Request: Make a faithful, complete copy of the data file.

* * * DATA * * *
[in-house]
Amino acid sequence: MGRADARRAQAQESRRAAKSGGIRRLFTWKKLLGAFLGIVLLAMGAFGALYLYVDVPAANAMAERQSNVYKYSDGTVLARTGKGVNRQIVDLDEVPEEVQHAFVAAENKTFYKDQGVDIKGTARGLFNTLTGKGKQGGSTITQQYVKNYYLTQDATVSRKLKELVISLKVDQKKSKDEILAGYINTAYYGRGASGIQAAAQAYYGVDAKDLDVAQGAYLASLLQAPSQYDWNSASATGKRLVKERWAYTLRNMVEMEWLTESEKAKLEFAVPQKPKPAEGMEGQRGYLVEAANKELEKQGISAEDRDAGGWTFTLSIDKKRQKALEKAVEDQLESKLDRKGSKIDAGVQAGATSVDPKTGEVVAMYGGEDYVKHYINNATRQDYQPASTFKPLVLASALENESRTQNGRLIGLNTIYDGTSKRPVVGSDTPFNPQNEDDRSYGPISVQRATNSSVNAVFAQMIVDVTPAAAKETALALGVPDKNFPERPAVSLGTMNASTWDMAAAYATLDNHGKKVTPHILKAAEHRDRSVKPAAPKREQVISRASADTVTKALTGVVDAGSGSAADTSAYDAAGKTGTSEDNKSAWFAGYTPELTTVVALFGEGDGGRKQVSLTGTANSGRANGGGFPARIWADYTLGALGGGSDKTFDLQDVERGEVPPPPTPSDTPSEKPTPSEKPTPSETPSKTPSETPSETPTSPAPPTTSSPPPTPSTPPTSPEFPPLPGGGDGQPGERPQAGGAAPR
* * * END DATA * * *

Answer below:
[in-house]
Amino acid sequence: MGRADARRAQAQESRRAAKSGGIRRLFTWKKLLGAFLGIVLLAMGAFGALYLYVDVPAANAMAERQSNVYKYSDGTVLARTGKGVNRQIVDLDEVPEEVQHAFVAAENKTFYKDQGVDIKGTARGLFNTLTGKGKQGGSTITQQYVKNYYLTQDATVSRKLKELVISLKVDQKKSKDEILAGYINTAYYGRGASGIQAAAQAYYGVDAKDLDVAQGAYLASLLQAPSQYDWNSASATGKRLVKERWAYTLRNMVEMEWLTESEKAKLEFAVPQKPKPAEGMEGQRGYLVEAANKELEKQGISAEDRDAGGWTFTLSIDKKRQKALEKAVEDQLESKLDRKGSKIDAGVQAGATSVDPKTGEVVAMYGGEDYVKHYINNATRQDYQPASTFKPLVLASALENESRTQNGRLIGLNTIYDGTSKRPVVGSDTPFNPQNEDDRSYGPISVQRATNSSVNAVFAQMIVDVTPAAAKETALALGVPDKNFPERPAVSLGTMNASTWDMAAAYATLDNHGKKVTPHILKAAEHRDRSVKPAAPKREQVISRASADTVTKALTGVVDAGSGSAADTSAYDAAGKTGTSEDNKSAWFAGYTPELTTVVALFGEGDGGRKQVSLTGTANSGRANGGGFPARIWADYTLGALGGGSDKTFDLQDVERGEVPPPPTPSDTPSEKPTPSEKPTPSETPSKTPSETPSETPTSPAPPTTSSPPPTPSTPPTSPEFPPLPGGGDGQPGERPQAGGAAPR